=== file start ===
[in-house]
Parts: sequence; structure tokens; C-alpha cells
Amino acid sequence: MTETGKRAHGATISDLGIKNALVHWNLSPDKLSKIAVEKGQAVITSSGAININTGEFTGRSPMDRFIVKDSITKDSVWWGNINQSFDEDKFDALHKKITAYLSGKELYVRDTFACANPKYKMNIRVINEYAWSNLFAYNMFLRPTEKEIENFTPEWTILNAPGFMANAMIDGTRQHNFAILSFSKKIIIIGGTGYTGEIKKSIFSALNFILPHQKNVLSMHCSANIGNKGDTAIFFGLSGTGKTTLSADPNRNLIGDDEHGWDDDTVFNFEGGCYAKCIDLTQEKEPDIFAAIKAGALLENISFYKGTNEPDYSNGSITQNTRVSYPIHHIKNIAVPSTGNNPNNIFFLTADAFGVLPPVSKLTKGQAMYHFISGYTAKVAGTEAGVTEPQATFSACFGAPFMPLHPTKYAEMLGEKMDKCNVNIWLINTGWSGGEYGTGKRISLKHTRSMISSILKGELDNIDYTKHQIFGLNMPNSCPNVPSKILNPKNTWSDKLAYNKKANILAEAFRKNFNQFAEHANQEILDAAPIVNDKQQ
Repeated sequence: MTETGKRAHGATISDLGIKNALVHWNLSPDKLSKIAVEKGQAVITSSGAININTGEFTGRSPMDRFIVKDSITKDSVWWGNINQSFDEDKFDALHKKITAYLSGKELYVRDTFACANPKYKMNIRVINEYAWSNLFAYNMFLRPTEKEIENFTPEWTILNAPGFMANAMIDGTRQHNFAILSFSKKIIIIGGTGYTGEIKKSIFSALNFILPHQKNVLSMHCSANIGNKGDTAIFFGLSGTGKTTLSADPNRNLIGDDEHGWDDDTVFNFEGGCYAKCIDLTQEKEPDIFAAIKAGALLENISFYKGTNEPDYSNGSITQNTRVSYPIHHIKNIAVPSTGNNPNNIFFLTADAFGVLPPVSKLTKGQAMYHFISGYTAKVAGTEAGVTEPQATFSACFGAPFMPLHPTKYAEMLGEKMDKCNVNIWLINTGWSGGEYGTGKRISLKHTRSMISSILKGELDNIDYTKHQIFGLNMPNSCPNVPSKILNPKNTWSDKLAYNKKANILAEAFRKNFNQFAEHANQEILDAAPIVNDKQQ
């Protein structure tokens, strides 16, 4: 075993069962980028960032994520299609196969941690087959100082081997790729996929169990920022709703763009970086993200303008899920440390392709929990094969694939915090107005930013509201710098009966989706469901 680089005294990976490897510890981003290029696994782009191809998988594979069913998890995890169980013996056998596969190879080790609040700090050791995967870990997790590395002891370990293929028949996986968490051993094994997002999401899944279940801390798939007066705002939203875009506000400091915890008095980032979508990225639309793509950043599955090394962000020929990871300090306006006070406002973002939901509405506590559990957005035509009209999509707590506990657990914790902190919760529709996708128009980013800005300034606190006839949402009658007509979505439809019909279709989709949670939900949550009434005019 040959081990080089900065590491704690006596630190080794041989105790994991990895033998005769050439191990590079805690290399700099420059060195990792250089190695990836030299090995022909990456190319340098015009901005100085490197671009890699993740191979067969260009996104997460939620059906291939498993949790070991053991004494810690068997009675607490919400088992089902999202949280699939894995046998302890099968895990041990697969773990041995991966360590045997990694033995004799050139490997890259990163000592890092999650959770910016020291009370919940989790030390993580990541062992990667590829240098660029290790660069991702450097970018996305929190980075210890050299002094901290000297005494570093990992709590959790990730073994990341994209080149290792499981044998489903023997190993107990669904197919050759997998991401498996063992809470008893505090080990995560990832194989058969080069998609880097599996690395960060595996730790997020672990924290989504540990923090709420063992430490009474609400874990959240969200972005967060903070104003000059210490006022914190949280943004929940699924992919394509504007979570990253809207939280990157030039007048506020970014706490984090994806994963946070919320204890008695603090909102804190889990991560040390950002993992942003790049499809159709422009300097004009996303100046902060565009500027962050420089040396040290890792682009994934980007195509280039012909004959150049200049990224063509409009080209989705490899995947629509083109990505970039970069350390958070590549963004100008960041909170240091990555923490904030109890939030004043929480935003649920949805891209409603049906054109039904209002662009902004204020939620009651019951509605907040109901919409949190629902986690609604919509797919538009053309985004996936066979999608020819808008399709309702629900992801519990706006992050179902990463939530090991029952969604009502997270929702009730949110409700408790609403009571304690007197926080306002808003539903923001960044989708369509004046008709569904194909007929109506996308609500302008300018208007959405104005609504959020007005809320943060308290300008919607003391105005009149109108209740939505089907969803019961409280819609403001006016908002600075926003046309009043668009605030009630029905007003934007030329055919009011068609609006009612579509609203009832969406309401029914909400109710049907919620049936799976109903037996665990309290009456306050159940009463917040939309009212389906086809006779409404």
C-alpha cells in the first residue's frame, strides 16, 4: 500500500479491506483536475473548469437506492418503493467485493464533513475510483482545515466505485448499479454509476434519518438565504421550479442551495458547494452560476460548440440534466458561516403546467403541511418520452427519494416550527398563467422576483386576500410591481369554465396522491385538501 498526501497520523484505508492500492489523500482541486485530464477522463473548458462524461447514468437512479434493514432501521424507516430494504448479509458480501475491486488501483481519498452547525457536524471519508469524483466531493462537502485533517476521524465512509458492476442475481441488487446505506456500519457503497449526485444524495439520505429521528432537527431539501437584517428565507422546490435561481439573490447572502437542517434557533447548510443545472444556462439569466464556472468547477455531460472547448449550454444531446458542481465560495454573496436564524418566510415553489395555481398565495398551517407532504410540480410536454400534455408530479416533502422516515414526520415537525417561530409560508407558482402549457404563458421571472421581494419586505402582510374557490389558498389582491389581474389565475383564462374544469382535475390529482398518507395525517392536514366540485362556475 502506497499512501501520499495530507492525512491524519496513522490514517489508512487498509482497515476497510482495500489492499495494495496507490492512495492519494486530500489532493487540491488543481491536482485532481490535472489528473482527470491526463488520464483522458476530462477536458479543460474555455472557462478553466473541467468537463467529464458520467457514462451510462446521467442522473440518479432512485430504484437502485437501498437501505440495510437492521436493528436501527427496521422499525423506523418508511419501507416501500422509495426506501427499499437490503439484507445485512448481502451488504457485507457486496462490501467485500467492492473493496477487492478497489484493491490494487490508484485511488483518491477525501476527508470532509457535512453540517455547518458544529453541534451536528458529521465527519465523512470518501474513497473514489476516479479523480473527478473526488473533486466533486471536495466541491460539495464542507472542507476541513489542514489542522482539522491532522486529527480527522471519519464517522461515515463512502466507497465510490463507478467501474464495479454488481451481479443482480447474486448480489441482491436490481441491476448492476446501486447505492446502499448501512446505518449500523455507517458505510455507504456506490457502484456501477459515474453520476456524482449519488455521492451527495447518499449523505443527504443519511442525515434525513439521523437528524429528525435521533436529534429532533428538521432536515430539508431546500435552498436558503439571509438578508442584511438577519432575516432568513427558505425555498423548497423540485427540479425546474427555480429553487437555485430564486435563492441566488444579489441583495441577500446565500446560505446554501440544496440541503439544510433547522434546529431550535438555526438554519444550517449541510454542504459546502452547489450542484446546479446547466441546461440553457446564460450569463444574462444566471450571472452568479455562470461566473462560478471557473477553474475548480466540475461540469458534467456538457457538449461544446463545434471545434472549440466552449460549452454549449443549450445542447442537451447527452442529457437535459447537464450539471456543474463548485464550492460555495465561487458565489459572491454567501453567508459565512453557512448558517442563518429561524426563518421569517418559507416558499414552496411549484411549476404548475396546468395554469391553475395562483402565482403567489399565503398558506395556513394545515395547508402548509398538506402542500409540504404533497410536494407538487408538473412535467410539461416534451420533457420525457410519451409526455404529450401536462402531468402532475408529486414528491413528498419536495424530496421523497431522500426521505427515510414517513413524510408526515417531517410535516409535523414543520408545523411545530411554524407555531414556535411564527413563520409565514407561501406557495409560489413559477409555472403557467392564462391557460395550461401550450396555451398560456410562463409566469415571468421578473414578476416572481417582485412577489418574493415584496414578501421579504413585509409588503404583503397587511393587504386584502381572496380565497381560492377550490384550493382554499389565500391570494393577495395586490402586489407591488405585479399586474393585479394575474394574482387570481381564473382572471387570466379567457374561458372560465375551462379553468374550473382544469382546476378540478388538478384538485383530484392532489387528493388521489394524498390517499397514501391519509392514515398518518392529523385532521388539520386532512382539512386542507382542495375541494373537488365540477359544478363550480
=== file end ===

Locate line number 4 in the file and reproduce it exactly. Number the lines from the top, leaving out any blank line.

Repeated sequence: MTETGKRAHGATISDLGIKNALVHWNLSPDKLSKIAVEKGQAVITSSGAININTGEFTGRSPMDRFIVKDSITKDSVWWGNINQSFDEDKFDALHKKITAYLSGKELYVRDTFACANPKYKMNIRVINEYAWSNLFAYNMFLRPTEKEIENFTPEWTILNAPGFMANAMIDGTRQHNFAILSFSKKIIIIGGTGYTGEIKKSIFSALNFILPHQKNVLSMHCSANIGNKGDTAIFFGLSGTGKTTLSADPNRNLIGDDEHGWDDDTVFNFEGGCYAKCIDLTQEKEPDIFAAIKAGALLENISFYKGTNEPDYSNGSITQNTRVSYPIHHIKNIAVPSTGNNPNNIFFLTADAFGVLPPVSKLTKGQAMYHFISGYTAKVAGTEAGVTEPQATFSACFGAPFMPLHPTKYAEMLGEKMDKCNVNIWLINTGWSGGEYGTGKRISLKHTRSMISSILKGELDNIDYTKHQIFGLNMPNSCPNVPSKILNPKNTWSDKLAYNKKANILAEAFRKNFNQFAEHANQEILDAAPIVNDKQQ